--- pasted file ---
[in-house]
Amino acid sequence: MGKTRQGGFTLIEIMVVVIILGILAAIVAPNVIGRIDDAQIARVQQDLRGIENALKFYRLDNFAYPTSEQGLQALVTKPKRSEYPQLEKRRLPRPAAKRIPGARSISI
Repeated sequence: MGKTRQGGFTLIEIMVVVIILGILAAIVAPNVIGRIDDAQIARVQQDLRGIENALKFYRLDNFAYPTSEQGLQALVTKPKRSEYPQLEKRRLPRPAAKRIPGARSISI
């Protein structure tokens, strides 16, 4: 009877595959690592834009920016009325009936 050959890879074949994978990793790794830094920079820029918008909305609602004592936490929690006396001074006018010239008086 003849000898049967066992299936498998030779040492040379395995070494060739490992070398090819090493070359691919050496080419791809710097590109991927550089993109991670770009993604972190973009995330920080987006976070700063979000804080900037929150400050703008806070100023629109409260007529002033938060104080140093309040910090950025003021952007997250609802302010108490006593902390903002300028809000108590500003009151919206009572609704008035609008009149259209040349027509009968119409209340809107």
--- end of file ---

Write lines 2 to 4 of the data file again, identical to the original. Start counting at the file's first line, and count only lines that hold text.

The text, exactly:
Amino acid sequence: MGKTRQGGFTLIEIMVVVIILGILAAIVAPNVIGRIDDAQIARVQQDLRGIENALKFYRLDNFAYPTSEQGLQALVTKPKRSEYPQLEKRRLPRPAAKRIPGARSISI
Repeated sequence: MGKTRQGGFTLIEIMVVVIILGILAAIVAPNVIGRIDDAQIARVQQDLRGIENALKFYRLDNFAYPTSEQGLQALVTKPKRSEYPQLEKRRLPRPAAKRIPGARSISI
């Protein structure tokens, strides 16, 4: 009877595959690592834009920016009325009936 050959890879074949994978990793790794830094920079820029918008909305609602004592936490929690006396001074006018010239008086 003849000898049967066992299936498998030779040492040379395995070494060739490992070398090819090493070359691919050496080419791809710097590109991927550089993109991670770009993604972190973009995330920080987006976070700063979000804080900037929150400050703008806070100023629109409260007529002033938060104080140093309040910090950025003021952007997250609802302010108490006593902390903002300028809000108590500003009151919206009572609704008035609008009149259209040349027509009968119409209340809107």